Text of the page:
Developing the grid that supports your design

Written by: Emanuel Blagonic

Published on: February 16, 2007

Just a few months ago when I created any design, I didn’t practice a grid system. I didn’t know much about it so I thought that I can live without it. Yes it’s true. You can live without a grid system, but should you? Why is the grid important? I will try to answer to all of your questions in this article.

Developing the grid that supports your design

When you decide how you will develop a grid that supports your design, you should first decide on which screen resolution is your design based. For example, if you design for 800x600px resolution (it’s rare you know :), then you should use 760px (you will loose 40px for the browser scrollbars). If you design a website for the 1024x768px resolution, then you will settle with a 960px (because it’s divisible by 3, 4, 5, 6, 8, 10, 12, 15, 16). An interesting article about the best resolution for 1024px you can find at Cameron Moll’s article on his blog.

What is important and what should you know when you are deciding the grid? First of all, you should know how many columns will you use (2 is OK, 3 is OK, more than 3 is bad (unless you are designing a newspaper home page)). Let’s say you will use a 3 column layout like this one, and you must make a position for a banner that is 340x200px wide and high.

Developing the grid that supports your design

We will use a 5 column grid layout, with a 20px gutter, and a 20px both left and right margins. Why 5, you may ask? Because, this way we can combine columns and we will get enough columns for our needs. You are not following? No problem. We will use 1 column for the left side, 2 columns for the content, and then 2 columns for the right side (because of the banner). Here is a picture :)

Developing the grid that supports your design

With 5 columns at our toes, we can create 3 columns layout (1x2x2 or 1x3x1 or 1x1x3), 2 columns layout (2×3, 3×2) or even 4 columns layout (1x2x1x1). Options are practically infinite.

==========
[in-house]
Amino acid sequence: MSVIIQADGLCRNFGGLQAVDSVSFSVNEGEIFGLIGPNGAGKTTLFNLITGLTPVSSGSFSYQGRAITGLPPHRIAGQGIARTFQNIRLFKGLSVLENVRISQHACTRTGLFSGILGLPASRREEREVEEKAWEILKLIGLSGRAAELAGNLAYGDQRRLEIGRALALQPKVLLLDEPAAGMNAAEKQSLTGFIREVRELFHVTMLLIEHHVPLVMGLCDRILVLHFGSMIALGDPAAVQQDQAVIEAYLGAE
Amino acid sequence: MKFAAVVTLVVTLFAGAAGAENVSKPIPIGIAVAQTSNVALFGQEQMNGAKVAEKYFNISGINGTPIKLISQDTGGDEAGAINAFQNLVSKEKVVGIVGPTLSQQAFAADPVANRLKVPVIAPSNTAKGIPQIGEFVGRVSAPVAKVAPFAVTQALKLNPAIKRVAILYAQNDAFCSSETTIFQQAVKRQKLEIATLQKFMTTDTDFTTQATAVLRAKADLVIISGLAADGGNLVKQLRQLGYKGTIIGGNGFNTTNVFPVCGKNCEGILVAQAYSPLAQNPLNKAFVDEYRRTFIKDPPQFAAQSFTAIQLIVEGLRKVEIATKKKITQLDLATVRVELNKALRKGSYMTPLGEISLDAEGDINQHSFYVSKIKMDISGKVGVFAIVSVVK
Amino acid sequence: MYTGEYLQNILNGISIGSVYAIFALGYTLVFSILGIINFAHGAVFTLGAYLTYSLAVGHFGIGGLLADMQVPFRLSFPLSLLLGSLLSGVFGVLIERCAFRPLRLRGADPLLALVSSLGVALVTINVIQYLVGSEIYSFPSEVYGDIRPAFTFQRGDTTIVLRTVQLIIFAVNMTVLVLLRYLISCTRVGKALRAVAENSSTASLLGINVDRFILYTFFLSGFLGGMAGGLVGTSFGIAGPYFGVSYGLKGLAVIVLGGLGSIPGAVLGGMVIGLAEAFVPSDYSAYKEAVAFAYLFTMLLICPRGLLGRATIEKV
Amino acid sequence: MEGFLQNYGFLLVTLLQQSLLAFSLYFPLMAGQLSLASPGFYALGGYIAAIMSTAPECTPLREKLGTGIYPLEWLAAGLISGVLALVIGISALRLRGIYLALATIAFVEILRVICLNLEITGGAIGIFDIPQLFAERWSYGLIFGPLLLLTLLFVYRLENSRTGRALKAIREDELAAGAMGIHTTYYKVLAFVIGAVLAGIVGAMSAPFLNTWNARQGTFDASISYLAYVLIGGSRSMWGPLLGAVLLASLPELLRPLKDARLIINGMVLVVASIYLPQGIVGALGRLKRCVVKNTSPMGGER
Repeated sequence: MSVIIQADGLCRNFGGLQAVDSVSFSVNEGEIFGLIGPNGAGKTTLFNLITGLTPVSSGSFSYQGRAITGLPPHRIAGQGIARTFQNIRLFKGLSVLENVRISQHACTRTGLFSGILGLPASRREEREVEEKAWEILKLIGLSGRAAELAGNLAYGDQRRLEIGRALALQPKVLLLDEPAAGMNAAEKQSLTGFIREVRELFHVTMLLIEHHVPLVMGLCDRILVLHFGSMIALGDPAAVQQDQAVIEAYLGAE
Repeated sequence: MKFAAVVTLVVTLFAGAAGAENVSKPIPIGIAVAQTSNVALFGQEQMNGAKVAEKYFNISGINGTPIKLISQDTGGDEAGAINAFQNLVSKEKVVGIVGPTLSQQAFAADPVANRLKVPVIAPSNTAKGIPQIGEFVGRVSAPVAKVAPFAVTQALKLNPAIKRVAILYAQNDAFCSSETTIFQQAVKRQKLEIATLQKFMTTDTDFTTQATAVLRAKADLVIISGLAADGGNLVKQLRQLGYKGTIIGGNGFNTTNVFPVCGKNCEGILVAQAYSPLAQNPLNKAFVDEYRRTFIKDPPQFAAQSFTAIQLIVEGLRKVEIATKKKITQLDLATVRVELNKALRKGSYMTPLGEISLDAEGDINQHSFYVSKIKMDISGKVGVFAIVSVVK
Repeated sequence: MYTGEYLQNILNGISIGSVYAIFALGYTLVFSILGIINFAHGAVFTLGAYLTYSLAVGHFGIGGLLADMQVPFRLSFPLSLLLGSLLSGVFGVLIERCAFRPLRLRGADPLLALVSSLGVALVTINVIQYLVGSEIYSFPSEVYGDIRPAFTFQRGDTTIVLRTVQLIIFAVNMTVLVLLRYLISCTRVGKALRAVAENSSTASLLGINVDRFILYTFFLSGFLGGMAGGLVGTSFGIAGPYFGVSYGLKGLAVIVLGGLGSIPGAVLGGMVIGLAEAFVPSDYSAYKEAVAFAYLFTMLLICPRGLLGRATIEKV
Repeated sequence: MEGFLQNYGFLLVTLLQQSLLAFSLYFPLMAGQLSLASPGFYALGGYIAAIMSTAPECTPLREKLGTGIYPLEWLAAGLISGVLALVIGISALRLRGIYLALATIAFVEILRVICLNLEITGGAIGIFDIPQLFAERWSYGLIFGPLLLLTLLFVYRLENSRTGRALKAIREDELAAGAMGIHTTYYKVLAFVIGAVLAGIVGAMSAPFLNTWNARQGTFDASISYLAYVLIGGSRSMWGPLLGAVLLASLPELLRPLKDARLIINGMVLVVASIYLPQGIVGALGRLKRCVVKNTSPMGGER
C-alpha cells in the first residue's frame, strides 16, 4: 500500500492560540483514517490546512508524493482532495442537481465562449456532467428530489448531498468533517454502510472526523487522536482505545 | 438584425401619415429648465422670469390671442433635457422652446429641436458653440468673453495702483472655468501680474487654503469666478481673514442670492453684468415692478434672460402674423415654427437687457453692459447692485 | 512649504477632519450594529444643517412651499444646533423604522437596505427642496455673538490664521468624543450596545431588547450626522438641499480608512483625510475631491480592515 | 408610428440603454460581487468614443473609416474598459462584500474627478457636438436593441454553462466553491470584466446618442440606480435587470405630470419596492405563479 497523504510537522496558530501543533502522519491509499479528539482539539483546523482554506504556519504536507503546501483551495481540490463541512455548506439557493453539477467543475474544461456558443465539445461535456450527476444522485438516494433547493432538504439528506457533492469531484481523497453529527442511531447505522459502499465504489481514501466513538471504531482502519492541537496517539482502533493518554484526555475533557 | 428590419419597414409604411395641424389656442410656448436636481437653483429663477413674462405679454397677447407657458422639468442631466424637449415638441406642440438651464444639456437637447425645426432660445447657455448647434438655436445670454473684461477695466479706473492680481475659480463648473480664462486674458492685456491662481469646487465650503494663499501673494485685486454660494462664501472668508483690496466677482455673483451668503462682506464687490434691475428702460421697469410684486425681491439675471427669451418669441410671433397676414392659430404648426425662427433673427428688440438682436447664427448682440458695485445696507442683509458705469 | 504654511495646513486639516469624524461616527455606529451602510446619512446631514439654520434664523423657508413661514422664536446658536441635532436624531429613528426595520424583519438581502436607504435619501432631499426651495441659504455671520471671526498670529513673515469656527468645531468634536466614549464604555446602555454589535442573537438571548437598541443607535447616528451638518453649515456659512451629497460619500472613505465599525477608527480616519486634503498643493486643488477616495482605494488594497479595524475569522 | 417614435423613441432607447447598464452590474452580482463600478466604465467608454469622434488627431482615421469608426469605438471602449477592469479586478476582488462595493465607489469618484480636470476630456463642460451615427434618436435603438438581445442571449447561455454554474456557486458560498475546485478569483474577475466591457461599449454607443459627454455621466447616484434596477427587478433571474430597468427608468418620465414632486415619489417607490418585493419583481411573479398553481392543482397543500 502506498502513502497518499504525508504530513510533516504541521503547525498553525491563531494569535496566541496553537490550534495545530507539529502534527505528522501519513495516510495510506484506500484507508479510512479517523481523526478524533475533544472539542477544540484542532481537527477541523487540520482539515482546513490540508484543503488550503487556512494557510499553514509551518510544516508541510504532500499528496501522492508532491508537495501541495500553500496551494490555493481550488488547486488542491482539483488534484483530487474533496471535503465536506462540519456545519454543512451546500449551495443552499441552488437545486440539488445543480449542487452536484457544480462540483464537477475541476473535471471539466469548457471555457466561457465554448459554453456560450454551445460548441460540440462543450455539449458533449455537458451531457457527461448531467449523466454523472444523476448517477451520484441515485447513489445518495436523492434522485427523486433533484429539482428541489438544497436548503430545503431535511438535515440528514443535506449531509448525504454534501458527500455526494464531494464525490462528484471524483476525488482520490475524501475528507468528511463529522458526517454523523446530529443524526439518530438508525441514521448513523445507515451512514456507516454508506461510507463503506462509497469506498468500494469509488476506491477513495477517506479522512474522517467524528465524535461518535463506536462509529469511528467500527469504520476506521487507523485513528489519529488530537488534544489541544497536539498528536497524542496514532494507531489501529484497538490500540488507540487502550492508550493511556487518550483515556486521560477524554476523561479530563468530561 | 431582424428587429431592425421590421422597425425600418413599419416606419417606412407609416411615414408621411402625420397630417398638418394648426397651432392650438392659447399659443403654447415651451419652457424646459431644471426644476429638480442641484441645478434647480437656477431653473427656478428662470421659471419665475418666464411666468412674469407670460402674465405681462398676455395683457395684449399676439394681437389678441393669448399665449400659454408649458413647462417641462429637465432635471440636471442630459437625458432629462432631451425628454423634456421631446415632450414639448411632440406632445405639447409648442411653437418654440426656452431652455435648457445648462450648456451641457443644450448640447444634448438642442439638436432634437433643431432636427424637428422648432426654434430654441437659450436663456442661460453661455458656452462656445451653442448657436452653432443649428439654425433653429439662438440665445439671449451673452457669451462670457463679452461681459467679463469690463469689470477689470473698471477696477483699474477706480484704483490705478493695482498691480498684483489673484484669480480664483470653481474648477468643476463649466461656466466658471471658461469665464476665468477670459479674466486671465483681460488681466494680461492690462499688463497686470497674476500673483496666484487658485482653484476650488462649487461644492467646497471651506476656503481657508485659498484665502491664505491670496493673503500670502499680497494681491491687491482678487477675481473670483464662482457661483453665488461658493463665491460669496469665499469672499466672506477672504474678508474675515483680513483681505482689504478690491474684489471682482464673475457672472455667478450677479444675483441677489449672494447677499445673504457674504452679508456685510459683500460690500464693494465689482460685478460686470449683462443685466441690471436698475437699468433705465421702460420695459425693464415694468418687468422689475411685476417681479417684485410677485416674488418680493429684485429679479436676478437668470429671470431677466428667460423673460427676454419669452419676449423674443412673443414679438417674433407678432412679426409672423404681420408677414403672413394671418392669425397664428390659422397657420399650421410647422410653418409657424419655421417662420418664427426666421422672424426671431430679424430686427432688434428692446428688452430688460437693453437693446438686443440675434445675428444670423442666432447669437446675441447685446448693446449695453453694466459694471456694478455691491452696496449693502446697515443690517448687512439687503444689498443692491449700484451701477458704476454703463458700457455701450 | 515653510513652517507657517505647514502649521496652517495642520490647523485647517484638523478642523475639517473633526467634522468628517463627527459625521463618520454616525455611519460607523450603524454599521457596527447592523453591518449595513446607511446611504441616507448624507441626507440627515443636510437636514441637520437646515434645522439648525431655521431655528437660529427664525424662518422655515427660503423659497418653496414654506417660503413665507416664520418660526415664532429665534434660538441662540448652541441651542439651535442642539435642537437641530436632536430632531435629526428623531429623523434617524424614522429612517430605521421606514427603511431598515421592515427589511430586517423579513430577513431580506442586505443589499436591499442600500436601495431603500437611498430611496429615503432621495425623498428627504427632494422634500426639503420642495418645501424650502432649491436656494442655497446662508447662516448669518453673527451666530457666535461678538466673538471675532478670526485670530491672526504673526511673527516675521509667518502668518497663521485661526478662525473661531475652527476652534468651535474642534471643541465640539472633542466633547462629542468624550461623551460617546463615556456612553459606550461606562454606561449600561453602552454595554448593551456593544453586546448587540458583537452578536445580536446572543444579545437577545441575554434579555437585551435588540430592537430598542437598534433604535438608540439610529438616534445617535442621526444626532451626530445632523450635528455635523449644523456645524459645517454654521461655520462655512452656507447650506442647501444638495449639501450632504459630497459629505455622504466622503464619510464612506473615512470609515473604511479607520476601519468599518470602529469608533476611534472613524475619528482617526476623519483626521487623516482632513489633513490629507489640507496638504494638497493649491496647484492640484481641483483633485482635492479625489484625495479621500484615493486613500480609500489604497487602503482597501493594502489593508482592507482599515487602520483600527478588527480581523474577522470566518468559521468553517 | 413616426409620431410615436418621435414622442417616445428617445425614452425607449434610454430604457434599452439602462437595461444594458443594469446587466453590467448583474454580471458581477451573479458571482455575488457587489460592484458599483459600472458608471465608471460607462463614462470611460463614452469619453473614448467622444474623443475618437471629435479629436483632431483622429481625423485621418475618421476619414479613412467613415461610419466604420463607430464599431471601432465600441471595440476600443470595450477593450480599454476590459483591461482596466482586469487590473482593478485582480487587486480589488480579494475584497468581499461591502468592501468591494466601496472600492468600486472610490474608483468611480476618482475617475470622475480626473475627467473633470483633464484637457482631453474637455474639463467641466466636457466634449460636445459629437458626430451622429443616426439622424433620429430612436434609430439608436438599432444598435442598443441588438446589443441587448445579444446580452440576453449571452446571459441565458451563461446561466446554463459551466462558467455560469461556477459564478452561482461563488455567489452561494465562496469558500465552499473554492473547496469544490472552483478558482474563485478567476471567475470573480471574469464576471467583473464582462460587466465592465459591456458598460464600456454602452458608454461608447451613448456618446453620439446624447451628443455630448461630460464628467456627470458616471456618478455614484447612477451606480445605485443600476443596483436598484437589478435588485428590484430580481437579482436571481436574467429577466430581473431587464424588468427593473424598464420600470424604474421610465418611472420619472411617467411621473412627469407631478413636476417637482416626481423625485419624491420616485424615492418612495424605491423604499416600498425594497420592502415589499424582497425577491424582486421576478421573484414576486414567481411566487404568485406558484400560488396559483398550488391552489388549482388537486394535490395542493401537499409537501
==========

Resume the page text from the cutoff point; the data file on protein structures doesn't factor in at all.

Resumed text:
Developing the grid that supports your design

But, let’s get back to our layout. We said that we have a banner (340×200), that’s not a standard banner, but we are not developing a standard site, right? We also have 5 columns. Now, it’s time for some mathematics. Take a size of your banner (340px) minus 20px gutter and divide the rest by 2 (320px/2 (for two columns)). You can see that each column will have width of 160px.

How will we create a grid? It’s simple now. 20px (left margin), 160px (column 1), 20px (gutter), 160px (column 2), 20px (gutter), 160px (column 3), 20px (gutter), 160px (column 4), 20px (gutter), 160px (column 5), 20px (right margin) = 920px.

Developing the grid that supports your design

I said that I use 960px for the content. Sometimes! The point in design is that there are some rules (stick to the black text on white background instead of pink text on green), but in fact you should use your imagination when creating a new design. That’s the best tool you have.

Why is grid important?

When you develop a grid that you will use when creating websites (and I mean websites that are similar, not totally different) you will have more time to thing of design possibilities because you have a grid already developed. With this, you save time and money. And the best thing is that your designs are consistent. It’s easier to adopt the design if the client wants to move the content right or left, or if he wants the navigation to be on the right side instead on the left. Think of the possibilities.


More about layout grid at Subtraction
Layout grid at Smileycat (Article)
Layout grid bookmarklet by Andy Budd